796.11/1–850: Telegram

The Ambassador in the Philippines (Cowen) to the Secretary of State

top secret

75. Deptel 13 January 6; Embtels 2962, December 30, 50 January 5, 56 and 67 January 6 and 73 January 7.2 For Butterworth3 and Melby.4 Jose Yulo5 called on me evening January 6 to inform me that he had at President Quirino’s insistence agreed accompany him to US in role economic adviser. In response my questions what economic and related matters Quirino proposes take up while in Washington, Yulo replied:

Further war damage or other US financial aid;
International Bank loan;
Recognition additional guerrillas with implication extension to them of veteran’s benefits.

Yulo added he was going reluctantly because of disapproval manner in which Quirino has handled various matters, placing Philippine Government as he has in position where it will not be deemed to have earned right to expect further aid at this time.

I feel confident Department will agree that there are number of things Philippine Government should do for itself if further US aid is not to be dissipated without achieving desired results. I fear that financial situation of that government will have to become substantially [Page 1400] worse before President Quirino realize measures we urge him to take are required by Philippine self-interest. In meantime any assurance of US aid which he may secure will serve to make him feel that situation is not truly urgent and will tend delay the time when he may be forced make critical examination of his own administration. (Quirino’s apparent failure fully to comprehend my reasons for arguing against his appointing Madrigal as Ambassador to US, which was implicit in interview described in reftel January 7 illustrated his seeming inability either accept fact that our suggestions are motivated by concern for welfare Philippines or to subject his own actions to critical appraisal. He apparently did not realize that I was motivated by belief that it would injure Philippine interests as well as that it would put the US Government in an embarrassing position. It apparently also did not occur to him that, in his preoccupation with domestic politics, he was manifesting distressing disregard for his country’s interests.)6

That incident also indicates that Quirino apparently believed he could make a deal with me having as its basis my withholding from the Department important and pertinent facts. If he would hope to play me off against my own government, it must also be expected that he might seek to take a sharper’s advantage, in negotiations with the Embassy of any official American statements made during his present visit which might be construed as commitments to extend aid and that, if he could actually get desired aid direct from Washington, he would thenceforth ignore the Embassy insofar as that might suit his convenience. Accordingly, I would hope that Department will convey to members Congress having special interest in Philippine affairs view that issuance during or immediately after Quirino’s visit of statements in regard to possible aid would in Department’s opinion not be in accordance best interests either US or Philippines.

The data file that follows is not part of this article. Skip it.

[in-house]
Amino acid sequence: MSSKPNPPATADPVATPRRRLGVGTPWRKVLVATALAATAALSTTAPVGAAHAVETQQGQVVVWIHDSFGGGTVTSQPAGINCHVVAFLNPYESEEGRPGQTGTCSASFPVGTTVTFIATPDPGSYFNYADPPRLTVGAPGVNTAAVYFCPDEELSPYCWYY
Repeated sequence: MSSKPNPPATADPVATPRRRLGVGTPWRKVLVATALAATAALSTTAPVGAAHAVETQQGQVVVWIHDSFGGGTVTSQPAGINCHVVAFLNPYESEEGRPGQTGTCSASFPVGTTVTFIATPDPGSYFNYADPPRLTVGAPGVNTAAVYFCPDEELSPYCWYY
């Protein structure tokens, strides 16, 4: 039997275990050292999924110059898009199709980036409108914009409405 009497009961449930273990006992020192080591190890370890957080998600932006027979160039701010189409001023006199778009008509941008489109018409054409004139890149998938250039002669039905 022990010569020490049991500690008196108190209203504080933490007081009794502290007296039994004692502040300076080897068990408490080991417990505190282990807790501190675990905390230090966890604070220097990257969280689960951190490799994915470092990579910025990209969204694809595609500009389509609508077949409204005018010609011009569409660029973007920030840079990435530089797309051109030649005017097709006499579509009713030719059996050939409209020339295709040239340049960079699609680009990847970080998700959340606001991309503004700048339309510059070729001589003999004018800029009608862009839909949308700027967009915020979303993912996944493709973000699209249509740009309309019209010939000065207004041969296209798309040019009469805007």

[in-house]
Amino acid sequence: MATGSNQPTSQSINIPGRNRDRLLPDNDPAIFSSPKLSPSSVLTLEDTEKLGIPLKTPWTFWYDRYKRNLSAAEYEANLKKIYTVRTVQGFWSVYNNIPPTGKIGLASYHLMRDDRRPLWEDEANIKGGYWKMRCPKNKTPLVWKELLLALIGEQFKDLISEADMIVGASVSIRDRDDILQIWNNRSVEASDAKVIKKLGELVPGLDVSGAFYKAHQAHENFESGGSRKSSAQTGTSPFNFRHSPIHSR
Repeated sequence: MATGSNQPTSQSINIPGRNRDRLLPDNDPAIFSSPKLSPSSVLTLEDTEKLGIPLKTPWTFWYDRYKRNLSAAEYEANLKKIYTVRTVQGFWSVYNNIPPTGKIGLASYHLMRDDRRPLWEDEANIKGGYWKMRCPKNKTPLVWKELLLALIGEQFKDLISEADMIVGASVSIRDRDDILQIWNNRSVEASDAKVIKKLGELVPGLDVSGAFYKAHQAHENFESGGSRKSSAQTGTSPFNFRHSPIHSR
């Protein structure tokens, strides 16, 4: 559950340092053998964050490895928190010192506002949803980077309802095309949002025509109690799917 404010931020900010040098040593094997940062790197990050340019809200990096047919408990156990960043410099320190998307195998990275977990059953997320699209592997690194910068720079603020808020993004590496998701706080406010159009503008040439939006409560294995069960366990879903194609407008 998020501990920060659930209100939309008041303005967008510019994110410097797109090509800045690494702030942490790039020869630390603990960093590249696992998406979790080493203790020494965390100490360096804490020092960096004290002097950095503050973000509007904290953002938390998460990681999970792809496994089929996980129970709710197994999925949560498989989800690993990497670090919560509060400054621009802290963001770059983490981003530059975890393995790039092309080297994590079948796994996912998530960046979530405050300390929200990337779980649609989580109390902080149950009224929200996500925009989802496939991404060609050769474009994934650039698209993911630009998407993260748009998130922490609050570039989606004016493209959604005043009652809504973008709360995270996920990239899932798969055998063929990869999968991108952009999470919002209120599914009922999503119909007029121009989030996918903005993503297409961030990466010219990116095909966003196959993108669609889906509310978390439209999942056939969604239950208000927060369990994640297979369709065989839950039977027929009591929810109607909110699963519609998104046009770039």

This connection I should like express approval recommendation mentioned Department’s reftel that President Truman defer seeing Quirino until after his hospitalization.7 In the interim, he will receive [Page 1401] less public attention and Department may have better opportunity caution appropriate members Congress such as Senators Smith, Ferguson, and Ellender and Representative Crawford,8 all of whom recently visited Manila. Should Department desire, it may be stated that they are being approached at my suggestion.

  1. President Quirino was elected to a full 4-year term on November 8, 1949, and was inaugurated on December 29. At an inauguration day reception for foreign diplomatic officers, President Quirino informed Ambassador Myron M. Cowen that he intended to go to the United States in January 1950 for medical treatment at Johns Hopkins University Hospital. He was to be accompanied by members of his family but not by any high-ranking Philippine officials. Quirino indicated that he expected no official entertaining or notice to be made of his trip, but he did hope to have an opportunity to call upon President Truman. The messages under reference here, none of which are printed, dealt with the travel plans of President Quirino.
  2. W. Walton Butterworth, Assistant Secretary of State for Far Eastern Affairs.
  3. John F. Melby, Officer in Charge of Philippine Affairs, Office of Philippine and Southeast Asian Affairs.
  4. Personal adviser to Philippine President (and Secretary of Foreign Affairs) Elpidio Quirino.
  5. In his telegram 73, January 7, from Manila, not printed, Ambassador Cowen reported that he had, the previous day, discussed with President Quirino the reports that consideration was still being given to the appointment of Senator Vicente Madrigal as Ambassador to the United States notwithstanding Cowen’s earlier explanations to the President for regarding Madrigal as unsuitable. President Quirino agreed that Senator Madrigal would not be suitable and denied he really intended to appoint him, but the President refused to authorize Ambassador Cowen to inform the United States Government that Madrigal would not be appointed. Instead, President Quirino passed to a discussion of Madrigal’s large unpaid war damage claims and proposed that if the United States paid the claim, Madrigal would not be appointed Ambassador. Cowen told Quirino that the United States Government did not enter into agreements of such a nature (601.9611/1–750).
  6. Telegram 13, January 6, to Manila, not printed.
  7. The reference here is to Senator H. Alexander Smith of New Jersey, Senator Homer Ferguson of Michigan, Senator Allen J. Ellender, Sr. of Louisiana, and Representative Fred L. Crawford of Michigan.